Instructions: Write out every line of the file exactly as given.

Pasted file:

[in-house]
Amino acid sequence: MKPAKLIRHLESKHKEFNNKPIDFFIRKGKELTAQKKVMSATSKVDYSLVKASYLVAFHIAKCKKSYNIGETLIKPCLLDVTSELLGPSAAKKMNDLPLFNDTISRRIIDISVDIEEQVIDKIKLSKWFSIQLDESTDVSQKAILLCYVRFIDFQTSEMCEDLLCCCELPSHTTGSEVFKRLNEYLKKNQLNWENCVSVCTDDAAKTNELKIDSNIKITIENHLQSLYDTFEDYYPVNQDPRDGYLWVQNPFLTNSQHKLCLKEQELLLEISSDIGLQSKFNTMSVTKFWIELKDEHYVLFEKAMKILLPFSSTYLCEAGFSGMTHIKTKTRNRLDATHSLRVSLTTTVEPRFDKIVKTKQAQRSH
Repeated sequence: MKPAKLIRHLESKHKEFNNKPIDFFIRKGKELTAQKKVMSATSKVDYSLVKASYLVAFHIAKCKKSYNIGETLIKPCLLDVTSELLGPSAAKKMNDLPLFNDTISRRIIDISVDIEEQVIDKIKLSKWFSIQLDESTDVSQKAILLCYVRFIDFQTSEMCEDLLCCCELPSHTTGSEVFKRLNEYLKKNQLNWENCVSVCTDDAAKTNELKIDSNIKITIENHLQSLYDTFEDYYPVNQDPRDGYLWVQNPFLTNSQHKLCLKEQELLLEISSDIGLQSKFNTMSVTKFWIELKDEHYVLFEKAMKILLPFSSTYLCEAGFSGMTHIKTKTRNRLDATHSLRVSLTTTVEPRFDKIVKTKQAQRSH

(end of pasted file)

[in-house]
Amino acid sequence: MKPAKLIRHLESKHKEFNNKPIDFFIRKGKELTAQKKVMSATSKVDYSLVKASYLVAFHIAKCKKSYNIGETLIKPCLLDVTSELLGPSAAKKMNDLPLFNDTISRRIIDISVDIEEQVIDKIKLSKWFSIQLDESTDVSQKAILLCYVRFIDFQTSEMCEDLLCCCELPSHTTGSEVFKRLNEYLKKNQLNWENCVSVCTDDAAKTNELKIDSNIKITIENHLQSLYDTFEDYYPVNQDPRDGYLWVQNPFLTNSQHKLCLKEQELLLEISSDIGLQSKFNTMSVTKFWIELKDEHYVLFEKAMKILLPFSSTYLCEAGFSGMTHIKTKTRNRLDATHSLRVSLTTTVEPRFDKIVKTKQAQRSH
Repeated sequence: MKPAKLIRHLESKHKEFNNKPIDFFIRKGKELTAQKKVMSATSKVDYSLVKASYLVAFHIAKCKKSYNIGETLIKPCLLDVTSELLGPSAAKKMNDLPLFNDTISRRIIDISVDIEEQVIDKIKLSKWFSIQLDESTDVSQKAILLCYVRFIDFQTSEMCEDLLCCCELPSHTTGSEVFKRLNEYLKKNQLNWENCVSVCTDDAAKTNELKIDSNIKITIENHLQSLYDTFEDYYPVNQDPRDGYLWVQNPFLTNSQHKLCLKEQELLLEISSDIGLQSKFNTMSVTKFWIELKDEHYVLFEKAMKILLPFSSTYLCEAGFSGMTHIKTKTRNRLDATHSLRVSLTTTVEPRFDKIVKTKQAQRSH